J. J. Keller® Compliance Network Logo
Start Experiencing Compliance Network for Free!
Update to Professional Trial!

Be Part of the Ultimate Safety & Compliance Community

Trending news, knowledge-building content, and more – all personalized to you!

Already have an account?
Thank you for investing in EnvironmentalHazmat related content. Click 'UPGRADE' to continue.
Enjoy your limited-time access to the Compliance Network Professional Trial!
A confirmation welcome email has been sent to your email address from ComplianceNetwork@t.jjkellercompliancenetwork.com. Please check your spam/junk folder if you can't find it in your inbox.
Thank you for your interest in EnvironmentalHazmat related content.
You've reached your limit of free access, if you'd like more info, please contact us at 800-327-6868.
Pay during leave
  • While not required, employers may choose to pay employees on military leave.
  • Employers either pay nothing, pay the full wages, or make up the difference between military pay and the employee’s salary.

Employers are not required to provide any salary or wages to active-duty personnel while on military leave. Employers may, however, voluntarily pay employees during the leave. Some companies make up the difference between military pay and the employee’s salary. Others pay the full amount of wages in addition to the military pay, while some employers pay nothing.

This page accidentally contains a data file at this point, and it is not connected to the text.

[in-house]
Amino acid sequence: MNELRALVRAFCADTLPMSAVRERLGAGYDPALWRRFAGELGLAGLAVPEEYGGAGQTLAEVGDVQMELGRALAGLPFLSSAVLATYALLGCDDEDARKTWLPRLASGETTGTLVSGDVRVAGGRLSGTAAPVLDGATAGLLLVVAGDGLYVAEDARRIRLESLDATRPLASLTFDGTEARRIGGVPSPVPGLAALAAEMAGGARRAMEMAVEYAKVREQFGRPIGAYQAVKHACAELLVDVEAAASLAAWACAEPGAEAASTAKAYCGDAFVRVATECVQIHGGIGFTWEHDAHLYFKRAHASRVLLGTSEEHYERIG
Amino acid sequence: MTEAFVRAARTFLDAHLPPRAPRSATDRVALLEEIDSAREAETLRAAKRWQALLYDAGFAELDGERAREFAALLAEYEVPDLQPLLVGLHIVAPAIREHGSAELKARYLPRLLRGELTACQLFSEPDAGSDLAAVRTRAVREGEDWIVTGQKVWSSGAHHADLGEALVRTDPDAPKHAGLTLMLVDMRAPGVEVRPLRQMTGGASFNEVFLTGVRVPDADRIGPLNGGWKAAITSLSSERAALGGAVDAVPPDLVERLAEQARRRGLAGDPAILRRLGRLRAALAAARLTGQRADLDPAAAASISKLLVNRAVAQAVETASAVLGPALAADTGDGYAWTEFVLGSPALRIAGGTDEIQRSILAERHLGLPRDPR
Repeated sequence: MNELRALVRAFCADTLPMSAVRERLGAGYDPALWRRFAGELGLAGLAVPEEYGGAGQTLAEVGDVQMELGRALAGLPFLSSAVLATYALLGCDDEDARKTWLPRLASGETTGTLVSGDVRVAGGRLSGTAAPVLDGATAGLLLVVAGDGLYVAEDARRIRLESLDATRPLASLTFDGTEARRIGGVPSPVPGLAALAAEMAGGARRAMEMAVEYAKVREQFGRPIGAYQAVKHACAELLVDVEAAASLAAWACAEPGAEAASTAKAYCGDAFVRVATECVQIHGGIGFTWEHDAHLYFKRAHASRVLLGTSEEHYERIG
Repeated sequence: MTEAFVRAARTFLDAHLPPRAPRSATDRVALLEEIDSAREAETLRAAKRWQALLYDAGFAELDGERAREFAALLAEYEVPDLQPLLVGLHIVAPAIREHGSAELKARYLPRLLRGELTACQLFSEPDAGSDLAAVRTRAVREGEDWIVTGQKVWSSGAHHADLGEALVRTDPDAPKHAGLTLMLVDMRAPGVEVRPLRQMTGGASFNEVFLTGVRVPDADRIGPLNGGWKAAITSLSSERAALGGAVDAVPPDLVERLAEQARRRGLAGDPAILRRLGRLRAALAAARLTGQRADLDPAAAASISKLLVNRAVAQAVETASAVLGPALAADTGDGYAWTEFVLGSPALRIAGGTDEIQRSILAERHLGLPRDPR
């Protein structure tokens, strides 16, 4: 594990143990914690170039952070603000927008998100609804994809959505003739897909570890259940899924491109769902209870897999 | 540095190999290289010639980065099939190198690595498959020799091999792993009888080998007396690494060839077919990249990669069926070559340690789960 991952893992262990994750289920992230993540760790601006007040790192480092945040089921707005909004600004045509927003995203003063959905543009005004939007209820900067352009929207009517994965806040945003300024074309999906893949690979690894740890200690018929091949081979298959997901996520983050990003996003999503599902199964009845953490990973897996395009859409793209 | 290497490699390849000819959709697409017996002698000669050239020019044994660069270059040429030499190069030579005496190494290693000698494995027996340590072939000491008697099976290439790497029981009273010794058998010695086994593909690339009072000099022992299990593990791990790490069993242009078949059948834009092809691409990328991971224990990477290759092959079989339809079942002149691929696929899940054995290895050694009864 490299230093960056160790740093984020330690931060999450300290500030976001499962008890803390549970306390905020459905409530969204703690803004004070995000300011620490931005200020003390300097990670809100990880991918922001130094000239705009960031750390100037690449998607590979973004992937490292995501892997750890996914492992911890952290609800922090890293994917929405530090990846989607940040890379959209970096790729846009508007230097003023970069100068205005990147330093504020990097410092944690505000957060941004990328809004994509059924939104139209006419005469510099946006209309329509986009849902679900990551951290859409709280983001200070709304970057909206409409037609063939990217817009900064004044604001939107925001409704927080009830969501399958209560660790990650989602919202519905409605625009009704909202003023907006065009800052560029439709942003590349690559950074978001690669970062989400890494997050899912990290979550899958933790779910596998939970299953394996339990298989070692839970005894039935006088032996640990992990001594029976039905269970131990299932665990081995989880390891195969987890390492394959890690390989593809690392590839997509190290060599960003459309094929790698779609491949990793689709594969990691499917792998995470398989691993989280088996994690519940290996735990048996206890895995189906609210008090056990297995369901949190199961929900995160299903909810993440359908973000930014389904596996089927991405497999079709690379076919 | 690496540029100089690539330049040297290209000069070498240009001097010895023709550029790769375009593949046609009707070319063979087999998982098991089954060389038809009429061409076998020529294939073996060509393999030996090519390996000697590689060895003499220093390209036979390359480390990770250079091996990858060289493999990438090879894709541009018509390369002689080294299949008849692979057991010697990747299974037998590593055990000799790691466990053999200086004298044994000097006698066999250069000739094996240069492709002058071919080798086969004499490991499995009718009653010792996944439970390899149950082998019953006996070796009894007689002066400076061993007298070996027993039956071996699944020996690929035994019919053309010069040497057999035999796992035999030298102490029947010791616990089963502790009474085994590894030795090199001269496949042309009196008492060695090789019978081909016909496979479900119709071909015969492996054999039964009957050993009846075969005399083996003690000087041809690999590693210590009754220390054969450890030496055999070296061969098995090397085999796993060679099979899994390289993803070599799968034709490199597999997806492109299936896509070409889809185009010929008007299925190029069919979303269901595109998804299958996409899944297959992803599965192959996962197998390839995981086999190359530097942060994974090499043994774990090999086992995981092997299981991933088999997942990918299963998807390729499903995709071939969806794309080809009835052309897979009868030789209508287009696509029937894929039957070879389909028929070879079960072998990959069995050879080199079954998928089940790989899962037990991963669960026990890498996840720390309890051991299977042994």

If employers decide to pay wages or salary to service members, there are certain criteria that can be used. Examples could include the following:

  • Whether the service is voluntary or involuntary — did employees sign up, or were they drafted or called into active service in the National Guard?
  • Is the employee full time or part time?

Employers could have a written policy that allows for salary or wages to be paid to employees who meet certain criteria (for example, those who are full time and whose military service is involuntary). Service members, however, are entitled to other paid leave benefits that are provided to other employees who are on a leave of absence.

The Heroes Earnings Assistance and Relief Tax (HEART) Act gives a tax credit to small businesses (those of 50 employees or less) to encourage them to pay reservists the difference in wages between pay as an employee versus military pay.

Exempt (salaried) employees also have protections under the Fair Labor Standards Act (FLSA). Specifically, the FLSA states that the employer must pay a full week’s salary for salaried employees for the following reasons:

Any week the employee performs any work. Example: An employee goes into work Monday morning and is called up for military service in the afternoon. In this case, the employer needs to pay the employee’s entire salary for the week.

Any week in which the employee is on military leave and performs work for the employer. Example: An employee is assigned to a military base and communicates, by email, with the manager several times each week about work-related issues. Since the employee is technically working for the civilian employer, the employee may be entitled to the salary (in addition to the military pay).